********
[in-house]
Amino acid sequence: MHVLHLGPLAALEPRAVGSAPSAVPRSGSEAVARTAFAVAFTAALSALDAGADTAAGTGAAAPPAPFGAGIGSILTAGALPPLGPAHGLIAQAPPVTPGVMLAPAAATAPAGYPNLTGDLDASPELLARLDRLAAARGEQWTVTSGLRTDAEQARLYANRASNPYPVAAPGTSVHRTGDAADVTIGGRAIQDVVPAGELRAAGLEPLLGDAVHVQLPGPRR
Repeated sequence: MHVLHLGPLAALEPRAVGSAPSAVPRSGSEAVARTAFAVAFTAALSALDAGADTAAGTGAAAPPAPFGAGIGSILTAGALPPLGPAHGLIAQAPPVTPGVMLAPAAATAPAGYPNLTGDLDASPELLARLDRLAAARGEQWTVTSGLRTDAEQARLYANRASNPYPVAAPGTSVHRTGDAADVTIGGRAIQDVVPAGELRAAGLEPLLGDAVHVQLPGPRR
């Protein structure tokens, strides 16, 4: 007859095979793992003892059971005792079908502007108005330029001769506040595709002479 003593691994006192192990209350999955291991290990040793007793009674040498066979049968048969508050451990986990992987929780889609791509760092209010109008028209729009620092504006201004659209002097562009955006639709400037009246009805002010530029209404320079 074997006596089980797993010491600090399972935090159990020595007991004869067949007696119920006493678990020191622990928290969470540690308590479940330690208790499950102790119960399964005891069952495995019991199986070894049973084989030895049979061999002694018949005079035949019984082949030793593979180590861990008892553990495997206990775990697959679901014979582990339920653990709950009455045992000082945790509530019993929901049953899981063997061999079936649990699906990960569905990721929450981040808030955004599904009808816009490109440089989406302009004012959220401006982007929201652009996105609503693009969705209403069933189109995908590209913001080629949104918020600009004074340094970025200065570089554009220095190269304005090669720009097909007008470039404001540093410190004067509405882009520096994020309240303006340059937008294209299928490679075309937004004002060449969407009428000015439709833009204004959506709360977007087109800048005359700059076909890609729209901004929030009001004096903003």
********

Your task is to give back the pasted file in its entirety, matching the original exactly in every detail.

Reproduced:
[in-house]
Amino acid sequence: MHVLHLGPLAALEPRAVGSAPSAVPRSGSEAVARTAFAVAFTAALSALDAGADTAAGTGAAAPPAPFGAGIGSILTAGALPPLGPAHGLIAQAPPVTPGVMLAPAAATAPAGYPNLTGDLDASPELLARLDRLAAARGEQWTVTSGLRTDAEQARLYANRASNPYPVAAPGTSVHRTGDAADVTIGGRAIQDVVPAGELRAAGLEPLLGDAVHVQLPGPRR
Repeated sequence: MHVLHLGPLAALEPRAVGSAPSAVPRSGSEAVARTAFAVAFTAALSALDAGADTAAGTGAAAPPAPFGAGIGSILTAGALPPLGPAHGLIAQAPPVTPGVMLAPAAATAPAGYPNLTGDLDASPELLARLDRLAAARGEQWTVTSGLRTDAEQARLYANRASNPYPVAAPGTSVHRTGDAADVTIGGRAIQDVVPAGELRAAGLEPLLGDAVHVQLPGPRR
């Protein structure tokens, strides 16, 4: 007859095979793992003892059971005792079908502007108005330029001769506040595709002479 003593691994006192192990209350999955291991290990040793007793009674040498066979049968048969508050451990986990992987929780889609791509760092209010109008028209729009620092504006201004659209002097562009955006639709400037009246009805002010530029209404320079 074997006596089980797993010491600090399972935090159990020595007991004869067949007696119920006493678990020191622990928290969470540690308590479940330690208790499950102790119960399964005891069952495995019991199986070894049973084989030895049979061999002694018949005079035949019984082949030793593979180590861990008892553990495997206990775990697959679901014979582990339920653990709950009455045992000082945790509530019993929901049953899981063997061999079936649990699906990960569905990721929450981040808030955004599904009808816009490109440089989406302009004012959220401006982007929201652009996105609503693009969705209403069933189109995908590209913001080629949104918020600009004074340094970025200065570089554009220095190269304005090669720009097909007008470039404001540093410190004067509405882009520096994020309240303006340059937008294209299928490679075309937004004002060449969407009428000015439709833009204004959506709360977007087109800048005359700059076909890609729209901004929030009001004096903003």